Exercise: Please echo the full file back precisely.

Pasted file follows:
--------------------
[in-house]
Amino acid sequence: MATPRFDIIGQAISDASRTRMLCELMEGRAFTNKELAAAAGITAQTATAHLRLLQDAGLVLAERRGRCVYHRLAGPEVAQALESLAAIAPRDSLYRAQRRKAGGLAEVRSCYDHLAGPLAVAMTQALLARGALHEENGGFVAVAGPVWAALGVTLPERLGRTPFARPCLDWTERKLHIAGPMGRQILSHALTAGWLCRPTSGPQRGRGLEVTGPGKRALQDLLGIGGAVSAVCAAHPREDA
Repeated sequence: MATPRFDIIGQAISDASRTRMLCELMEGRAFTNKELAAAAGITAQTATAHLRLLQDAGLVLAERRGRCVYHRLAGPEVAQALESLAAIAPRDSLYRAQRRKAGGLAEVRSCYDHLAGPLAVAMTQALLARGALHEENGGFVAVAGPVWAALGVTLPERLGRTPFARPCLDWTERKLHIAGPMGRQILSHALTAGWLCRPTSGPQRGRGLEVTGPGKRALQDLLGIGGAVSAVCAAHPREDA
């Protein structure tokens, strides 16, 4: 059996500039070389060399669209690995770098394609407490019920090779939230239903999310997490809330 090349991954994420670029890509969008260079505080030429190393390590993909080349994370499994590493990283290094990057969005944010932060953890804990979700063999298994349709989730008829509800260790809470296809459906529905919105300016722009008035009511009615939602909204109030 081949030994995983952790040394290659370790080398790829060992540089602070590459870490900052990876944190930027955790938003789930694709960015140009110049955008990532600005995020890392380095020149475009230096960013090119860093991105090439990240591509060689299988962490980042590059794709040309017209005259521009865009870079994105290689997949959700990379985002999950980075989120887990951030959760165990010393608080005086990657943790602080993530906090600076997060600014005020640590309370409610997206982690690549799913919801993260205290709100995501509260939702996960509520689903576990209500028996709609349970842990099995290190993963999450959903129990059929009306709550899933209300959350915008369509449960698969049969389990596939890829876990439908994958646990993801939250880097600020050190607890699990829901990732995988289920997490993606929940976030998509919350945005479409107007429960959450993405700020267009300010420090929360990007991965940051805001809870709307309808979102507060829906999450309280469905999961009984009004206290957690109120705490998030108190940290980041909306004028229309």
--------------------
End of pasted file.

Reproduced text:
[in-house]
Amino acid sequence: MATPRFDIIGQAISDASRTRMLCELMEGRAFTNKELAAAAGITAQTATAHLRLLQDAGLVLAERRGRCVYHRLAGPEVAQALESLAAIAPRDSLYRAQRRKAGGLAEVRSCYDHLAGPLAVAMTQALLARGALHEENGGFVAVAGPVWAALGVTLPERLGRTPFARPCLDWTERKLHIAGPMGRQILSHALTAGWLCRPTSGPQRGRGLEVTGPGKRALQDLLGIGGAVSAVCAAHPREDA
Repeated sequence: MATPRFDIIGQAISDASRTRMLCELMEGRAFTNKELAAAAGITAQTATAHLRLLQDAGLVLAERRGRCVYHRLAGPEVAQALESLAAIAPRDSLYRAQRRKAGGLAEVRSCYDHLAGPLAVAMTQALLARGALHEENGGFVAVAGPVWAALGVTLPERLGRTPFARPCLDWTERKLHIAGPMGRQILSHALTAGWLCRPTSGPQRGRGLEVTGPGKRALQDLLGIGGAVSAVCAAHPREDA
């Protein structure tokens, strides 16, 4: 059996500039070389060399669209690995770098394609407490019920090779939230239903999310997490809330 090349991954994420670029890509969008260079505080030429190393390590993909080349994370499994590493990283290094990057969005944010932060953890804990979700063999298994349709989730008829509800260790809470296809459906529905919105300016722009008035009511009615939602909204109030 081949030994995983952790040394290659370790080398790829060992540089602070590459870490900052990876944190930027955790938003789930694709960015140009110049955008990532600005995020890392380095020149475009230096960013090119860093991105090439990240591509060689299988962490980042590059794709040309017209005259521009865009870079994105290689997949959700990379985002999950980075989120887990951030959760165990010393608080005086990657943790602080993530906090600076997060600014005020640590309370409610997206982690690549799913919801993260205290709100995501509260939702996960509520689903576990209500028996709609349970842990099995290190993963999450959903129990059929009306709550899933209300959350915008369509449960698969049969389990596939890829876990439908994958646990993801939250880097600020050190607890699990829901990732995988289920997490993606929940976030998509919350945005479409107007429960959450993405700020267009300010420090929360990007991965940051805001809870709307309808979102507060829906999450309280469905999961009984009004206290957690109120705490998030108190940290980041909306004028229309």